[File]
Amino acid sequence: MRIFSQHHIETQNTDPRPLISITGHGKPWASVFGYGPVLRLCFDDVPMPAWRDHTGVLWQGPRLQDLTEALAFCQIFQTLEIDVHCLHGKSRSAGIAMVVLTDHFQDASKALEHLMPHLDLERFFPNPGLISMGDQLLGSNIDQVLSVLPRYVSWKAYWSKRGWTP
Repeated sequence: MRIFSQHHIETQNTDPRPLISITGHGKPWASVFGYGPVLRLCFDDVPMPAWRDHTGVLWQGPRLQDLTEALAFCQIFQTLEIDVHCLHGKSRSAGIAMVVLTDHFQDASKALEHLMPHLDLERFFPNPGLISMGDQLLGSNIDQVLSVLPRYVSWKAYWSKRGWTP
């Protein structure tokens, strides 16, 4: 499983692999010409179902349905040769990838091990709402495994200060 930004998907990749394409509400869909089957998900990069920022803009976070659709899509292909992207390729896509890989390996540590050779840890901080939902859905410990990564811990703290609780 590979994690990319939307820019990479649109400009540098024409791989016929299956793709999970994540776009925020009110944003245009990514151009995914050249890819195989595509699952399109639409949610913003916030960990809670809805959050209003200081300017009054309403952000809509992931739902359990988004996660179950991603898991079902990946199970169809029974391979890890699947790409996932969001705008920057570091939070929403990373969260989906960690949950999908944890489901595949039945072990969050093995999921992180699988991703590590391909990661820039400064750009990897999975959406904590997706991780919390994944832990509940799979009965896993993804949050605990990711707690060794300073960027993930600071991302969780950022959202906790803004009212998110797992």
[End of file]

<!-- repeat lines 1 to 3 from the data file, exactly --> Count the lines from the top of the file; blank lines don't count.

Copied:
Amino acid sequence: MRIFSQHHIETQNTDPRPLISITGHGKPWASVFGYGPVLRLCFDDVPMPAWRDHTGVLWQGPRLQDLTEALAFCQIFQTLEIDVHCLHGKSRSAGIAMVVLTDHFQDASKALEHLMPHLDLERFFPNPGLISMGDQLLGSNIDQVLSVLPRYVSWKAYWSKRGWTP
Repeated sequence: MRIFSQHHIETQNTDPRPLISITGHGKPWASVFGYGPVLRLCFDDVPMPAWRDHTGVLWQGPRLQDLTEALAFCQIFQTLEIDVHCLHGKSRSAGIAMVVLTDHFQDASKALEHLMPHLDLERFFPNPGLISMGDQLLGSNIDQVLSVLPRYVSWKAYWSKRGWTP
């Protein structure tokens, strides 16, 4: 499983692999010409179902349905040769990838091990709402495994200060 930004998907990749394409509400869909089957998900990069920022803009976070659709899509292909992207390729896509890989390996540590050779840890901080939902859905410990990564811990703290609780 590979994690990319939307820019990479649109400009540098024409791989016929299956793709999970994540776009925020009110944003245009990514151009995914050249890819195989595509699952399109639409949610913003916030960990809670809805959050209003200081300017009054309403952000809509992931739902359990988004996660179950991603898991079902990946199970169809029974391979890890699947790409996932969001705008920057570091939070929403990373969260989906960690949950999908944890489901595949039945072990969050093995999921992180699988991703590590391909990661820039400064750009990897999975959406904590997706991780919390994944832990509940799979009965896993993804949050605990990711707690060794300073960027993930600071991302969780950022959202906790803004009212998110797992």